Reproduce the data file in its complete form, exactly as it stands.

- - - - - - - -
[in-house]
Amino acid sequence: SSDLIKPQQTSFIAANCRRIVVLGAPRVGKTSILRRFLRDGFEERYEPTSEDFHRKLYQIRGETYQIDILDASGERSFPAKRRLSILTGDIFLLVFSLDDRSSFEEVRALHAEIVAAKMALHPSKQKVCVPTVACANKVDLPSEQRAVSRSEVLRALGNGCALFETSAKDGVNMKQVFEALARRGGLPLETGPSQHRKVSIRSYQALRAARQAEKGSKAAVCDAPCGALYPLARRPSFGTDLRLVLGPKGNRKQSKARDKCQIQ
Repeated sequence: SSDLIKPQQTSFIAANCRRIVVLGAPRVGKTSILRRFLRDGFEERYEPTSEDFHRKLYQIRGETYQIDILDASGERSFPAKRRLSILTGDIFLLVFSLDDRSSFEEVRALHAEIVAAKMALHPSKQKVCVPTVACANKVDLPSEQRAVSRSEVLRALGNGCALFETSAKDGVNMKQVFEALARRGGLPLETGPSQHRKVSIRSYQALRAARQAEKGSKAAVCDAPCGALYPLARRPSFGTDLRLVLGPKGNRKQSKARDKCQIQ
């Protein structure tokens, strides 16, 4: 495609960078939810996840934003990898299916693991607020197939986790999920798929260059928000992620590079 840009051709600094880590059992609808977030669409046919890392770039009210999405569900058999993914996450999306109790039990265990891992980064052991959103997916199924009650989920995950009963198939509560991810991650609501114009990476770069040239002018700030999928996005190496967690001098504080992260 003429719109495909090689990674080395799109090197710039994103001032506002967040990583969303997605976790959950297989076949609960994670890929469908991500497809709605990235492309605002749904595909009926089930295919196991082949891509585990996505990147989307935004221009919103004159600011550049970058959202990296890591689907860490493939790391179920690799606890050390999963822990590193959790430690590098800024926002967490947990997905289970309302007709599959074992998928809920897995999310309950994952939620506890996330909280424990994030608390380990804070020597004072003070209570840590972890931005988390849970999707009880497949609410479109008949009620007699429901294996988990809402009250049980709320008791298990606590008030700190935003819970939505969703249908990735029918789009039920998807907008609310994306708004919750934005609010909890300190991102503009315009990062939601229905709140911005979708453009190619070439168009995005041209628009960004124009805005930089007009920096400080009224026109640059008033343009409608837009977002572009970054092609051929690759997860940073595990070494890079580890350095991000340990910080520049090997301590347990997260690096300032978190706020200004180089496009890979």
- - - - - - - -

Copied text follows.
[in-house]
Amino acid sequence: SSDLIKPQQTSFIAANCRRIVVLGAPRVGKTSILRRFLRDGFEERYEPTSEDFHRKLYQIRGETYQIDILDASGERSFPAKRRLSILTGDIFLLVFSLDDRSSFEEVRALHAEIVAAKMALHPSKQKVCVPTVACANKVDLPSEQRAVSRSEVLRALGNGCALFETSAKDGVNMKQVFEALARRGGLPLETGPSQHRKVSIRSYQALRAARQAEKGSKAAVCDAPCGALYPLARRPSFGTDLRLVLGPKGNRKQSKARDKCQIQ
Repeated sequence: SSDLIKPQQTSFIAANCRRIVVLGAPRVGKTSILRRFLRDGFEERYEPTSEDFHRKLYQIRGETYQIDILDASGERSFPAKRRLSILTGDIFLLVFSLDDRSSFEEVRALHAEIVAAKMALHPSKQKVCVPTVACANKVDLPSEQRAVSRSEVLRALGNGCALFETSAKDGVNMKQVFEALARRGGLPLETGPSQHRKVSIRSYQALRAARQAEKGSKAAVCDAPCGALYPLARRPSFGTDLRLVLGPKGNRKQSKARDKCQIQ
């Protein structure tokens, strides 16, 4: 495609960078939810996840934003990898299916693991607020197939986790999920798929260059928000992620590079 840009051709600094880590059992609808977030669409046919890392770039009210999405569900058999993914996450999306109790039990265990891992980064052991959103997916199924009650989920995950009963198939509560991810991650609501114009990476770069040239002018700030999928996005190496967690001098504080992260 003429719109495909090689990674080395799109090197710039994103001032506002967040990583969303997605976790959950297989076949609960994670890929469908991500497809709605990235492309605002749904595909009926089930295919196991082949891509585990996505990147989307935004221009919103004159600011550049970058959202990296890591689907860490493939790391179920690799606890050390999963822990590193959790430690590098800024926002967490947990997905289970309302007709599959074992998928809920897995999310309950994952939620506890996330909280424990994030608390380990804070020597004072003070209570840590972890931005988390849970999707009880497949609410479109008949009620007699429901294996988990809402009250049980709320008791298990606590008030700190935003819970939505969703249908990735029918789009039920998807907008609310994306708004919750934005609010909890300190991102503009315009990062939601229905709140911005979708453009190619070439168009995005041209628009960004124009805005930089007009920096400080009224026109640059008033343009409608837009977002572009970054092609051929690759997860940073595990070494890079580890350095991000340990910080520049090997301590347990997260690096300032978190706020200004180089496009890979």